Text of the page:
Institute of Microbial Technology (सूक्ष्मजीव प्रौद्योगिकी संस्थान)
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  About Nuclear Receptors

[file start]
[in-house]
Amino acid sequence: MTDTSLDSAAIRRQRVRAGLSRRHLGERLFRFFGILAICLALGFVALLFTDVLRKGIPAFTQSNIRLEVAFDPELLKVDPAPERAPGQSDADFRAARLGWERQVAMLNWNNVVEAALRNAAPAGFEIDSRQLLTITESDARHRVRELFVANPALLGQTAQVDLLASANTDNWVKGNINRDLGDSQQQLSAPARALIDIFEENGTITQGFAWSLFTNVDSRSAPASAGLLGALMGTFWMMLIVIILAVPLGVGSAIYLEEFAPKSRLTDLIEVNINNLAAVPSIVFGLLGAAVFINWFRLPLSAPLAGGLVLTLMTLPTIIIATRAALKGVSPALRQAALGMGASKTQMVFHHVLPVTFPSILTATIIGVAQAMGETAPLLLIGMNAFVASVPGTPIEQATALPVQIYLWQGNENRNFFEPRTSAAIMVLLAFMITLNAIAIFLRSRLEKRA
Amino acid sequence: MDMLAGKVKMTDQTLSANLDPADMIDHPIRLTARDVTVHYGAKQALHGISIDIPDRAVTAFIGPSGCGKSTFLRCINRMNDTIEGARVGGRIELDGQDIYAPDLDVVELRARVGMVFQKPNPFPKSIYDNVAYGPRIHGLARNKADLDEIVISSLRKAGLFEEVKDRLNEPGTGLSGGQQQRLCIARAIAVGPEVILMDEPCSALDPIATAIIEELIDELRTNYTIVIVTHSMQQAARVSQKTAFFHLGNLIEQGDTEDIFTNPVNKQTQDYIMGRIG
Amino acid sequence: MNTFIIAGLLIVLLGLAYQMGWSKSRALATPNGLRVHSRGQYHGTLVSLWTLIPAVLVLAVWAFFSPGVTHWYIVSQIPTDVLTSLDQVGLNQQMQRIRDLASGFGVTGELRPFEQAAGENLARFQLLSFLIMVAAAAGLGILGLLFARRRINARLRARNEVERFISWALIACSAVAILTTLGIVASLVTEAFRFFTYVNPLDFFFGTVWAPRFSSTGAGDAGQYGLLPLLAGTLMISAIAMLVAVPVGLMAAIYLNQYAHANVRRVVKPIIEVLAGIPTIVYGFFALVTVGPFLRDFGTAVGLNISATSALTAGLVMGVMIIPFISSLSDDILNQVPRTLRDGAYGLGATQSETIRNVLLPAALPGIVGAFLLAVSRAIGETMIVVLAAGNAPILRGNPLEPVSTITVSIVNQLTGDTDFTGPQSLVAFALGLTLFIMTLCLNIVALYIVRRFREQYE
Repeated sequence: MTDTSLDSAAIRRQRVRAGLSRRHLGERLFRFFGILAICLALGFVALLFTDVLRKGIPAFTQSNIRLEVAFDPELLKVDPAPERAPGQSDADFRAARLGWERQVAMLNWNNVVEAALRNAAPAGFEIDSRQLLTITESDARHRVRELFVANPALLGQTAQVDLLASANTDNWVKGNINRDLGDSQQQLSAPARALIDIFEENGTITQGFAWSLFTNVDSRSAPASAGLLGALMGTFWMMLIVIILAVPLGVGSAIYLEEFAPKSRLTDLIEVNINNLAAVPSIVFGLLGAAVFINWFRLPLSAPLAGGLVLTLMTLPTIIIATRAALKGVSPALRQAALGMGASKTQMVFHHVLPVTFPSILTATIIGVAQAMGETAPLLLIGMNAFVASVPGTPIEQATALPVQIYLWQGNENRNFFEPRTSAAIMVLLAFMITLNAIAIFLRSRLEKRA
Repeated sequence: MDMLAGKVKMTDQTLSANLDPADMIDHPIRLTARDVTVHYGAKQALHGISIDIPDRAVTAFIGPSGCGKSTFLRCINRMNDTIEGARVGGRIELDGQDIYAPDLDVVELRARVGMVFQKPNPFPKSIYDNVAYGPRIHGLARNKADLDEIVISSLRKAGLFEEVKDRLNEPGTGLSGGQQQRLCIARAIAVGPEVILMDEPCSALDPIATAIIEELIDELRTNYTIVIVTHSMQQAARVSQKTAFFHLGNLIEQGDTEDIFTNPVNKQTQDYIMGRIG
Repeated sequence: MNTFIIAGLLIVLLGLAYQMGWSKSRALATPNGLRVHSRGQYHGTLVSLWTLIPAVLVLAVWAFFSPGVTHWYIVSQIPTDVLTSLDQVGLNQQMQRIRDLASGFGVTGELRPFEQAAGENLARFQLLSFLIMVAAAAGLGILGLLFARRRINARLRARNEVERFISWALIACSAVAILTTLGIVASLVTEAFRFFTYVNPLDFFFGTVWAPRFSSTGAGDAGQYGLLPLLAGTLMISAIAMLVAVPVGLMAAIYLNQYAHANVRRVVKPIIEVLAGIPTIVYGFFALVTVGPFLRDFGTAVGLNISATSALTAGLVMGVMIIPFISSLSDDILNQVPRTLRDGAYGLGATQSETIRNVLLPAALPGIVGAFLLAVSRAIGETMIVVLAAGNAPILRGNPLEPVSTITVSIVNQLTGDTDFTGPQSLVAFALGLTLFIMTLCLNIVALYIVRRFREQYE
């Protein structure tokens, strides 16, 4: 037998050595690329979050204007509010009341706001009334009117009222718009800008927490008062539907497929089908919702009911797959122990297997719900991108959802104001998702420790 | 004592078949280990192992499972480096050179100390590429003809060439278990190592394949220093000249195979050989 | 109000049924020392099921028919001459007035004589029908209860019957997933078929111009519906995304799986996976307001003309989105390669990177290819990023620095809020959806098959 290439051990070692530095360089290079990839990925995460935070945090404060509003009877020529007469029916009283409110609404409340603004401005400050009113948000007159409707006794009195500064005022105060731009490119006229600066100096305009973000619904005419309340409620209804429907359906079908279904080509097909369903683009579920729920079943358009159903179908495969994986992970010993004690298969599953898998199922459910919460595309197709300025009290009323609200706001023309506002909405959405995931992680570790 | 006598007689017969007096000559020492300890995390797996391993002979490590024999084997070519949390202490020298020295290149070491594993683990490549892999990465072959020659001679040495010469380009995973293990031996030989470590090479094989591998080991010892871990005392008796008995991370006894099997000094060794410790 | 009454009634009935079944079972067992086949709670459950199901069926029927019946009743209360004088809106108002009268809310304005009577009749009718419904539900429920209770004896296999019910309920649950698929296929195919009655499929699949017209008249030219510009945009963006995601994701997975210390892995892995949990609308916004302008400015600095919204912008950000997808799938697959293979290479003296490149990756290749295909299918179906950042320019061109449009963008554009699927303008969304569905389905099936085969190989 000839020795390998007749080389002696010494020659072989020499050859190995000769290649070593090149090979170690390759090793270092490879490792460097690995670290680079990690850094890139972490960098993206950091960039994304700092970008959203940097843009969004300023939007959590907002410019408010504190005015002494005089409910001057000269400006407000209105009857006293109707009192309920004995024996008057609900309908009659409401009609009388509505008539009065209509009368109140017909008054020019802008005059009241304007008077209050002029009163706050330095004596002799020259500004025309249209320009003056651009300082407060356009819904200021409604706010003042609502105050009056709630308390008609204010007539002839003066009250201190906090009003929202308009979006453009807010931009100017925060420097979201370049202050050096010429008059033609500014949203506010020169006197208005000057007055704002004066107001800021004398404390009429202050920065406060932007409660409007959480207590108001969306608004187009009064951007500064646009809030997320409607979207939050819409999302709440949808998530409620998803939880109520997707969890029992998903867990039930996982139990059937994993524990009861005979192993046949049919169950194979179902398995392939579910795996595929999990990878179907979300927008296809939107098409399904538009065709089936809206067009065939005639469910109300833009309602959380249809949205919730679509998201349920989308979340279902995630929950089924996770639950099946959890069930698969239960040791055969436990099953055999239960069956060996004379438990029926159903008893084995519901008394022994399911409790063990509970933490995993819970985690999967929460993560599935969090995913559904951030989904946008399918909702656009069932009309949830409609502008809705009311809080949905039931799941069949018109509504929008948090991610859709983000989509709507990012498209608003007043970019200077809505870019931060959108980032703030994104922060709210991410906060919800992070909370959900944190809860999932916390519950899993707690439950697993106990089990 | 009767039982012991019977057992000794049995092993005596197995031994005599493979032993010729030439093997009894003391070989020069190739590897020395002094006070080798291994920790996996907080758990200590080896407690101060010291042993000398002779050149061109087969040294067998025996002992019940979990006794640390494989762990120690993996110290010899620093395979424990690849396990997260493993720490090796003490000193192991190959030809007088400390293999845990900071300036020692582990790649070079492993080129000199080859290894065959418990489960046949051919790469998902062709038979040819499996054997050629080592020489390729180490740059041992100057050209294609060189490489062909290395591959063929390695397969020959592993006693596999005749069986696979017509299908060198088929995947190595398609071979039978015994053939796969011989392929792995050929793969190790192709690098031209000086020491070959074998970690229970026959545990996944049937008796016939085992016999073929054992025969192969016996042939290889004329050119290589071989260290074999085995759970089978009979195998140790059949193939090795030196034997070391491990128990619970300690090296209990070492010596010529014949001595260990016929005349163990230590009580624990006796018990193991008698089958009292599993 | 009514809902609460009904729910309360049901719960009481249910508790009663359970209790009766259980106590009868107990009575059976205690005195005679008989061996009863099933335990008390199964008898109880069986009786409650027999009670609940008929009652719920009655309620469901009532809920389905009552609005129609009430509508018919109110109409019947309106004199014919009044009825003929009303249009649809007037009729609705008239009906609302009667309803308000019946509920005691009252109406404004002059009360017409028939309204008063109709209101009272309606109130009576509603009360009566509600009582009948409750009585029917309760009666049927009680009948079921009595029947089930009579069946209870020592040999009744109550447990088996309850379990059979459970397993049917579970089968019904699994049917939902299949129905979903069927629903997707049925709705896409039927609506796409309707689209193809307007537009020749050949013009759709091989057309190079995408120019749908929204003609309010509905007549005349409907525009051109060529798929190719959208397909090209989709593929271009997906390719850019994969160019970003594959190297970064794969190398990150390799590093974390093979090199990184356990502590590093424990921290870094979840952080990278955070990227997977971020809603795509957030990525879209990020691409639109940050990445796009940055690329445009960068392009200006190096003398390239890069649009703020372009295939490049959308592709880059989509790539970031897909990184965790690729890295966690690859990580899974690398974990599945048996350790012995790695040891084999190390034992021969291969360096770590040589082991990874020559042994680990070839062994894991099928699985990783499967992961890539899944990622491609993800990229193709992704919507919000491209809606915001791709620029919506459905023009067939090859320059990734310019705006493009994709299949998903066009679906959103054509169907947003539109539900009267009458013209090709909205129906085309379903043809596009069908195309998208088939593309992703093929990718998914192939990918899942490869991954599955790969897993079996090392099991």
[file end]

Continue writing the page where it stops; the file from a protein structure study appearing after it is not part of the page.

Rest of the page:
Nuclear receptors comprise evolutionary related and ligand-regulated transcriptional factors that govern diverse physiological processes such as circadian rhythm, metabolism, development, and inflammation. Most members of this super-family have high sequence similarity and common structural organization. They have a N-terminal regulatory domain that performs ligand-independent transcriptional activation function, a central zinc-finger DNA binding domain (DBD) that directs nuclear receptors to specific motifs on the promoter of target genes, and a C-terminal ligand binding domain (LBD) that enables ligand dependent transcriptional modulation. The nature of ligand that binds to LBD has formed the basis for nuclear receptor classification. The receptors for steroid hormones, thyroid hormones, vitamin D, and retinoids have been known for decades and are grouped as ‘classical’ or endocrine nuclear receptors. While those that have no known endogenous ligands or seem to function without a ligand are categorized as ‘orphan’ nuclear receptors. The receptors which were initially recognized as orphan receptors but de-orphanized as and when their endogenous ligands were identified are now been called as ‘adopted orphan’ receptors. Interestingly, ligands for adopted orphans are metabolic intermediates and hence their function is to establish the precise metabolic state of the cell. The mode of function for endocrine nuclear receptors suggests that ligand binding signals their translocation into the nucleus where they occupy cognate response element mostly as homodimers and direct gene transcription. However, the mode of action for adopted orphan nuclear receptors is notably different from the endocrine receptors. Adopted orphans remain bound to DNA mostly as RXR heterodimers complexed with co-repressors. The ligand binding brings conformational changes and replaces co-repressors with co-activators to guide transcriptional activation. Adopted orphan and true orphan NRs are exquisite therapeutic targets because of their ability to mount an appropriate effector function by sensing the environmental cues and their least interventions by hormones.

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